Right before making Miller the 138th selection, Benning was asked to check with his agent, Mike Liut.
"I ran up to the stands, I asked Mike, 'Is this the time to take Ryan in the draft?' and Mike said 'Yep, this is Miller time,'" Benning said Tuesday.
Fifteen years later, it's Miller time again for Benning.
The Canucks are taking another spin on the goaltending carousel, signing Miller to a three-year contract worth $18 million.
A little more than one year removed from having Cory Schneider and Roberto Luongo as their goaltending tandem, the Canucks went into the free-agent signing period with promising but unproven Swedes Eddie Lack and Jacob Markstrom. They quickly targeted Miller, the premier goalie on the market, bringing him into Vancouver over the weekend and signing him early Tuesday.
"He is going to give our team confidence," Benning said. "He's a guy our team can rely on back there. Goaltending is the most important position on the team, so to add someone of his quality is great."
Knowing Miller from Buffalo made Benning's first big signing as Canucks GM easier.
"I have a comfort level with him for sure because I know he's a high-character person," Benning said. "He looks calm right now, but when he puts on the gear he is a fierce competitor, he is intense, he is focused, he wants to win. Those are things we want."
Miller, who turns 34 on July 17, brings needed experience to the Canucks crease. The Michigan native spent his first 12 seasons in the Sabres organization before being traded to the St. Louis Blues on Feb. 28. There are questions about his level and style of play after struggling with the Blues in the Stanley Cup Playoffs.
Miller won the Vezina Trophy as the NHL's top goaltender in 2010, the same year he helped the United States to a silver medal and was named tournament MVP at the Vancouver Olympics. He had a .929 save percentage in his Vezina-winning season but has a .916 save percentage in the four seasons since. Part of that decline likely involved playing behind a struggling Sabres team, but Miller got off to a great start last season, earning a spot on the U.S. team at the 2014 Sochi Olympics while putting up a .923 save percentage.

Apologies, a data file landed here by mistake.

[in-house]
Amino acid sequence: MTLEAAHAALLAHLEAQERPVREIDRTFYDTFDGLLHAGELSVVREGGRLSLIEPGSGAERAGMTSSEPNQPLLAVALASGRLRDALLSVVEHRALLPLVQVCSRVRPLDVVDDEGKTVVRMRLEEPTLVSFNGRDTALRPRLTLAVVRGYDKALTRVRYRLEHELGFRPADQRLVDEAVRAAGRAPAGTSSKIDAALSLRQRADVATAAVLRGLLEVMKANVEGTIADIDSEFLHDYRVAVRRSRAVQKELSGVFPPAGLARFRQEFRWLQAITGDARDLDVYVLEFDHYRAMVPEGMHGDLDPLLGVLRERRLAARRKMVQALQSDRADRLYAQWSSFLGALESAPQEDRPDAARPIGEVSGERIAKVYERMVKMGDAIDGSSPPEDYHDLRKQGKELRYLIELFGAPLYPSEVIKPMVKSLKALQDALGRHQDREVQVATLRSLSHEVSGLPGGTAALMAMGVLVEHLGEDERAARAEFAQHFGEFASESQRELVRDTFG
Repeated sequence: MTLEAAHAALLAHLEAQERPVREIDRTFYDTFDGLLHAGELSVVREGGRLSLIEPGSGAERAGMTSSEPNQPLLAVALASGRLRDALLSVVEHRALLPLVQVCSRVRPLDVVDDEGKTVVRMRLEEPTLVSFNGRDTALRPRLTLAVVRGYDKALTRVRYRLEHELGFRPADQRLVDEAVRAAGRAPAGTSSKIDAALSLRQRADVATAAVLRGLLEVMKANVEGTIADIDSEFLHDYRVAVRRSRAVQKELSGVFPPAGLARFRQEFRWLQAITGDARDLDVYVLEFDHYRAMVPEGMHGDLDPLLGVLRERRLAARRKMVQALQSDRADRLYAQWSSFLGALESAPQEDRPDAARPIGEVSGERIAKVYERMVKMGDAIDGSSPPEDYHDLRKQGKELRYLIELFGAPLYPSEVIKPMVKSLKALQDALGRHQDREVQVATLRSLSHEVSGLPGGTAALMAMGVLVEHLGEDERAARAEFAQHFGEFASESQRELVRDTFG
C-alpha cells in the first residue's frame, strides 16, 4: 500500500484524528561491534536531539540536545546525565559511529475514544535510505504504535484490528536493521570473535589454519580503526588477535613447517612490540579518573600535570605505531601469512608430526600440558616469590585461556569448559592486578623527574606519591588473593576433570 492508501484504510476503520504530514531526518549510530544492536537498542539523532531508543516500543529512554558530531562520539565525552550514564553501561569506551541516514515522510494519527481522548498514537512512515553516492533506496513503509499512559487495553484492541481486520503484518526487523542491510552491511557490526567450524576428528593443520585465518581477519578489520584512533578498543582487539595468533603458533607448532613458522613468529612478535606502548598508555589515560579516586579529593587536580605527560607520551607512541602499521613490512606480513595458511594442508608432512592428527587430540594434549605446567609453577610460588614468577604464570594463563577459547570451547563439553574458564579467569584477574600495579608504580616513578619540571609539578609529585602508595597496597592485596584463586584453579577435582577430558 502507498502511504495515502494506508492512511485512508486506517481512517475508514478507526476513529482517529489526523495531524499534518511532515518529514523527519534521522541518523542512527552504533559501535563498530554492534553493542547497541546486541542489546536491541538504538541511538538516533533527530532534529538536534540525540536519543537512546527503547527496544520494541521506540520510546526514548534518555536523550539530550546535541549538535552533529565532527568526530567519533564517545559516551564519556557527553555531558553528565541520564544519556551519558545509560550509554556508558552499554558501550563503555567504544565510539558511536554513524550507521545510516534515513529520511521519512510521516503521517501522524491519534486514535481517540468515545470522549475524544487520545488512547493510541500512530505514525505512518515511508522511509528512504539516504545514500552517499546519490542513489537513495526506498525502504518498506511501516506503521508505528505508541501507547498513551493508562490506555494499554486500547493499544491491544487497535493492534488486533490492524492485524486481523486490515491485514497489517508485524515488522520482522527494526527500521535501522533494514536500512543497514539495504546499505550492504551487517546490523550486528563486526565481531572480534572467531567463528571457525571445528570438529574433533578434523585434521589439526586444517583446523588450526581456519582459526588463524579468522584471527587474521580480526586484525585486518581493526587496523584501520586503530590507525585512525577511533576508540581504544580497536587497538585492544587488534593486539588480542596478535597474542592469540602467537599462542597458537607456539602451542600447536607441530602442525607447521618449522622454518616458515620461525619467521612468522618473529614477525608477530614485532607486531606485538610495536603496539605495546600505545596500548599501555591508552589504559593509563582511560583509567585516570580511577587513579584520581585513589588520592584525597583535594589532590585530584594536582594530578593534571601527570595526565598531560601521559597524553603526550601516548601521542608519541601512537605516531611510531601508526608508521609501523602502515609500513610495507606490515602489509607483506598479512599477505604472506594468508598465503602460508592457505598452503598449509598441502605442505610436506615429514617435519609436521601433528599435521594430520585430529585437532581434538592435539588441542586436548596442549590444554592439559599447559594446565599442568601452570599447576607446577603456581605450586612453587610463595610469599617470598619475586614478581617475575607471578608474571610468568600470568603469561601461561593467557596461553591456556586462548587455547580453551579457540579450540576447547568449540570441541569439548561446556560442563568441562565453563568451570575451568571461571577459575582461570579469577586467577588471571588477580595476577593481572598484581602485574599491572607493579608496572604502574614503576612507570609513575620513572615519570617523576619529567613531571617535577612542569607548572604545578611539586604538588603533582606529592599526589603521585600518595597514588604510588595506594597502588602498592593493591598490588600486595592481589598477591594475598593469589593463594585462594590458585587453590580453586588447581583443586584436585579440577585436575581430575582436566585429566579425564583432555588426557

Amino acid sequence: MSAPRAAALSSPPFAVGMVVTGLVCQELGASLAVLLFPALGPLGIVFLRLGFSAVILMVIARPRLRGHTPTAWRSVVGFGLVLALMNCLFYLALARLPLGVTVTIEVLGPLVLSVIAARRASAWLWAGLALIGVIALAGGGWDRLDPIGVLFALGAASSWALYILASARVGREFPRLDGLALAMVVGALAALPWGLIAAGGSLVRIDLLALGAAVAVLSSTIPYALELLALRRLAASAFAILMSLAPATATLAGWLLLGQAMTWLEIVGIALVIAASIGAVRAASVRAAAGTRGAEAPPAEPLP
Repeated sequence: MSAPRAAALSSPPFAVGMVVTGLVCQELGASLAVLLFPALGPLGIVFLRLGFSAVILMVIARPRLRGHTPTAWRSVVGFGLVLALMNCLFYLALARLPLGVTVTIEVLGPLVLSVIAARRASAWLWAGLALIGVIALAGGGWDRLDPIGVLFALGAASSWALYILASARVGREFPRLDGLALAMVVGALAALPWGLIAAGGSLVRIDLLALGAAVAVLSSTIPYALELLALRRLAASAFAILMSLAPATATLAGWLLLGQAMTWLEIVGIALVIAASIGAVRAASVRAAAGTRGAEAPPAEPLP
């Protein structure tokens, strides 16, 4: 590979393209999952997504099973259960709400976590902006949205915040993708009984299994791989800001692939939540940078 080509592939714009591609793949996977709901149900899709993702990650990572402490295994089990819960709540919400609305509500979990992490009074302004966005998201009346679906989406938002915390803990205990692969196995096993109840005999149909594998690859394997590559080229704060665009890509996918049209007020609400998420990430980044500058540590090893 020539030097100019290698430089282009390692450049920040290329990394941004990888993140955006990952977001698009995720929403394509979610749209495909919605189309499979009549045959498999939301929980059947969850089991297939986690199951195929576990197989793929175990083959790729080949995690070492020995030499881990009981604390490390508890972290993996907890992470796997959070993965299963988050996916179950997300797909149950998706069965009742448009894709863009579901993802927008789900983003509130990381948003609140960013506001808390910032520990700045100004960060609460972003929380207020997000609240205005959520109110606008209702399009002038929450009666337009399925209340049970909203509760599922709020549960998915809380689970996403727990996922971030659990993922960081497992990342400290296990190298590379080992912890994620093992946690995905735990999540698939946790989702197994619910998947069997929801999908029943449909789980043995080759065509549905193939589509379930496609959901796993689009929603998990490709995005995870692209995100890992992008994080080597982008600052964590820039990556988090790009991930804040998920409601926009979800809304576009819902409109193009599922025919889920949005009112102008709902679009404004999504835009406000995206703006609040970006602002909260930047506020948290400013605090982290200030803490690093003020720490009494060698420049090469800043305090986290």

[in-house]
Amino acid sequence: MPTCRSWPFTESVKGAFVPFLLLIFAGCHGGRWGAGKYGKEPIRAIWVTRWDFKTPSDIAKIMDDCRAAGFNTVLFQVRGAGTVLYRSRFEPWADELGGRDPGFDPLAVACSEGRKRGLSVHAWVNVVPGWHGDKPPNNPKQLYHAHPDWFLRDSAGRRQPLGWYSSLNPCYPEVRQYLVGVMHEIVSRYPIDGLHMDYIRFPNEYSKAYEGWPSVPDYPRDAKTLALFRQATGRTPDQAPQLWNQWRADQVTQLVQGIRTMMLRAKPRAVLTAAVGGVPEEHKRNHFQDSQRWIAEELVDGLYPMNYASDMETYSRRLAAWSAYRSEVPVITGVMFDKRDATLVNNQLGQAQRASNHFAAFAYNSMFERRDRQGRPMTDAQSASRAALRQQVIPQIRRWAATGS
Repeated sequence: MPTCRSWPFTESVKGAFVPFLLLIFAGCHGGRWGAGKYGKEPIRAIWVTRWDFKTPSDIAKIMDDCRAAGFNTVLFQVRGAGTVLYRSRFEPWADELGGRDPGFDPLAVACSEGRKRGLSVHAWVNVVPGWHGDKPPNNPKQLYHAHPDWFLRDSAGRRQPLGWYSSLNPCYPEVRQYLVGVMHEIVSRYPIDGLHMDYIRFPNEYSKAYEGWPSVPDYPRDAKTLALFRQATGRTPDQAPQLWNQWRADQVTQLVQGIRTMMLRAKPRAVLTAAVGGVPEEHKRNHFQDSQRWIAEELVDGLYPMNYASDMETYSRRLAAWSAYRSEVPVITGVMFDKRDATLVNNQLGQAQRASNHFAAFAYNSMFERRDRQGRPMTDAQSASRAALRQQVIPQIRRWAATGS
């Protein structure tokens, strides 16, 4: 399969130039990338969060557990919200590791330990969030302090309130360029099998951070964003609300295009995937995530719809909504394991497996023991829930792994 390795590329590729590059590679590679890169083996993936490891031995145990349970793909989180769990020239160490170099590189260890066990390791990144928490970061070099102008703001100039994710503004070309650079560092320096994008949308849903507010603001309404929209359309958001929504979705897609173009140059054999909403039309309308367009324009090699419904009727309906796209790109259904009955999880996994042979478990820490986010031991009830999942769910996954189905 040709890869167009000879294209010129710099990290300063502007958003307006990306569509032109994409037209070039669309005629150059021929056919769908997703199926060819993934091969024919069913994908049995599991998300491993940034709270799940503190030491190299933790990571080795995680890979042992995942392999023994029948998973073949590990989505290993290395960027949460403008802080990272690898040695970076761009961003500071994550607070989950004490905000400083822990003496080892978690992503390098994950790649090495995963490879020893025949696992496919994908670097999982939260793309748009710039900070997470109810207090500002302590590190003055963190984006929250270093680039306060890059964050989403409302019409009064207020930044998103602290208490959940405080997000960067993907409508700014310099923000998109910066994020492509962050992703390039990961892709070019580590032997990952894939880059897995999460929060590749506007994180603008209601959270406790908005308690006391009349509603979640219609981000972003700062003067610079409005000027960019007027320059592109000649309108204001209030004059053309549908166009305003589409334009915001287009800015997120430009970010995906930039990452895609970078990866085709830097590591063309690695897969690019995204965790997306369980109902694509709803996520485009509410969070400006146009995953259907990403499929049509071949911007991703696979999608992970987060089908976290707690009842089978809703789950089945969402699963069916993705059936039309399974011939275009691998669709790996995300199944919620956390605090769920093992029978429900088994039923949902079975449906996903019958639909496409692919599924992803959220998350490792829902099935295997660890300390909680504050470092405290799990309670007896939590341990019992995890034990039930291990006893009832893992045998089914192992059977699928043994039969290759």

Miller was billed as the missing piece to the Blues' Stanley Cup puzzle after being acquired from the Sabres, but after a strong start he struggled down the stretch. He finished with a .903 save percentage in 19 regular-season games. That figure dropped to .897 in his six Stanley Cup Playoff games with the Blues, who were knocked out by the Chicago Blackhawks in the Western Conference First Round.
"That is always going to sting," Miller said. "But as an athlete and a person you have to move forward. One moment doesn't define you. You keep believing in yourself. This is a great opportunity for me."
Despite his statistical drop, Miller has remained consistently above the NHL's average save percentage the past four seasons. He made $6.25 million per season in his expiring five-year contract but was facing a free-agent market with few teams looking for a clear-cut No. 1. Finding a fit on the West Coast was a bonus for Miller, who spends his summers in Los Angeles with his wife, actress Noureen DeWulf.
"Being closer to where we spend our time in Los Angeles is a nice bonus, but it wasn't something I went into this decision-making process that was going to be make or break," Miller said.
Some wonder if the Canucks should have been in that mix for a No.1 after Lack got off to a great start in his first full NHL season. He had a .925 save percentage when the Canucks shocked many by starting him ahead of Luongo at the 2014 Tim Hortons NHL Heritage Classic, a decision Luongo later said led to his trade to the Florida Panthers three days later for a package that included Markstrom.
Lack wilted at times while playing a Canucks rookie-record 20 straight games; he finished the season with a .912 save percentage and seven wins in his 16 starts after Luongo was traded. Limiting Lack's starts by bringing in Miller should allow Vancouver goaltending coach Roland Melanson to continue to work with the 26-year-old Swede between starts, providing the development time he missed late last season.
"I'm going to keep working hard, push for playing time and when I'm not playing I'll do what is best for the team," Lack told NHL.com from Spain, where he is vacationing. "Ryan has been a great goalie in the League for a long time and I'm going to try to learn from him."
The fit between Melanson, who likes his goalies to play a contained, patient game, and a more aggressive Miller is less clear. Miller admits he prefers more of a skating, rhythm game, playing at or beyond the top of his crease and frequently challenging with an active stick.
"I am always open to being coached," Miller said. "I am a little more stubborn in that you are going to have to really explain to me why it will work for me. I am going to push back. If they are a good teacher, they are going to push me hard and push back and explain why it's going to work, and we are going to have a great relationship."
Markstrom benefited from that relationship and a deeper-in-the-crease style late last season, but his future is unclear. The 24-year-old, who was picked 31st by Florida in the 2008 NHL Draft, will make $1.4 million on a one-way contract next season and has to clear waivers to be sent to the American Hockey League.
Vancouver cleared salary-cap space last week by trading center Ryan Kesler to the Anaheim Ducks and defenseman Jason Garrison to the Tampa Bay Lightning. Benning said the Canucks, who struggled to score last season, aren't done trying to get better, admitting they tried to land veteran forward Jarome Iginla, who signed with the Colorado Avalanche instead.
"We are going to continue to try and make moves," Benning said.